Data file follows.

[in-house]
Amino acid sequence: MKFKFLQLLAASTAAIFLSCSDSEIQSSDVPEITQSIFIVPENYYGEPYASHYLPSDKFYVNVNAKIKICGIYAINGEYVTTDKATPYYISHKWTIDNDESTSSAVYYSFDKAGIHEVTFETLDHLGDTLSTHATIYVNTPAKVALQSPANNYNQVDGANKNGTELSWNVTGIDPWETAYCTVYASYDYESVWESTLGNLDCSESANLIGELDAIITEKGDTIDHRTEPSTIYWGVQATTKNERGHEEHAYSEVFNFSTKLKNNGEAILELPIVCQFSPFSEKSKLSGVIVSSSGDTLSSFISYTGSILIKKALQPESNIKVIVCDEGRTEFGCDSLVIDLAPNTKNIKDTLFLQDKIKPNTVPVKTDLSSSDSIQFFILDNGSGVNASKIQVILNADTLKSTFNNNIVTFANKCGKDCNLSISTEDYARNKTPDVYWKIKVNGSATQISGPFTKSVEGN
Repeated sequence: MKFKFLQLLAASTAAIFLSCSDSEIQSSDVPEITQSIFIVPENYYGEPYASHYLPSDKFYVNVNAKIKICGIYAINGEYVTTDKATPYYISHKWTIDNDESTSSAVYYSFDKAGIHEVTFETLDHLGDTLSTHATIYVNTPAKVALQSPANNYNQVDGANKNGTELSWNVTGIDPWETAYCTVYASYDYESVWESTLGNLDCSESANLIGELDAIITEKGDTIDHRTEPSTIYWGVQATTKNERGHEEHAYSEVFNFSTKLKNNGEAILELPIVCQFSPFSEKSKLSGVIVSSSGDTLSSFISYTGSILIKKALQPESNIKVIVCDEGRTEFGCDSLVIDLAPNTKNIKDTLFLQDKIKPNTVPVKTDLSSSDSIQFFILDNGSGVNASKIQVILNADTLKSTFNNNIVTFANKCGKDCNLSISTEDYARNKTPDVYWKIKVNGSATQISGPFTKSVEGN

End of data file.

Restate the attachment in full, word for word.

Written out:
[in-house]
Amino acid sequence: MKFKFLQLLAASTAAIFLSCSDSEIQSSDVPEITQSIFIVPENYYGEPYASHYLPSDKFYVNVNAKIKICGIYAINGEYVTTDKATPYYISHKWTIDNDESTSSAVYYSFDKAGIHEVTFETLDHLGDTLSTHATIYVNTPAKVALQSPANNYNQVDGANKNGTELSWNVTGIDPWETAYCTVYASYDYESVWESTLGNLDCSESANLIGELDAIITEKGDTIDHRTEPSTIYWGVQATTKNERGHEEHAYSEVFNFSTKLKNNGEAILELPIVCQFSPFSEKSKLSGVIVSSSGDTLSSFISYTGSILIKKALQPESNIKVIVCDEGRTEFGCDSLVIDLAPNTKNIKDTLFLQDKIKPNTVPVKTDLSSSDSIQFFILDNGSGVNASKIQVILNADTLKSTFNNNIVTFANKCGKDCNLSISTEDYARNKTPDVYWKIKVNGSATQISGPFTKSVEGN
Repeated sequence: MKFKFLQLLAASTAAIFLSCSDSEIQSSDVPEITQSIFIVPENYYGEPYASHYLPSDKFYVNVNAKIKICGIYAINGEYVTTDKATPYYISHKWTIDNDESTSSAVYYSFDKAGIHEVTFETLDHLGDTLSTHATIYVNTPAKVALQSPANNYNQVDGANKNGTELSWNVTGIDPWETAYCTVYASYDYESVWESTLGNLDCSESANLIGELDAIITEKGDTIDHRTEPSTIYWGVQATTKNERGHEEHAYSEVFNFSTKLKNNGEAILELPIVCQFSPFSEKSKLSGVIVSSSGDTLSSFISYTGSILIKKALQPESNIKVIVCDEGRTEFGCDSLVIDLAPNTKNIKDTLFLQDKIKPNTVPVKTDLSSSDSIQFFILDNGSGVNASKIQVILNADTLKSTFNNNIVTFANKCGKDCNLSISTEDYARNKTPDVYWKIKVNGSATQISGPFTKSVEGN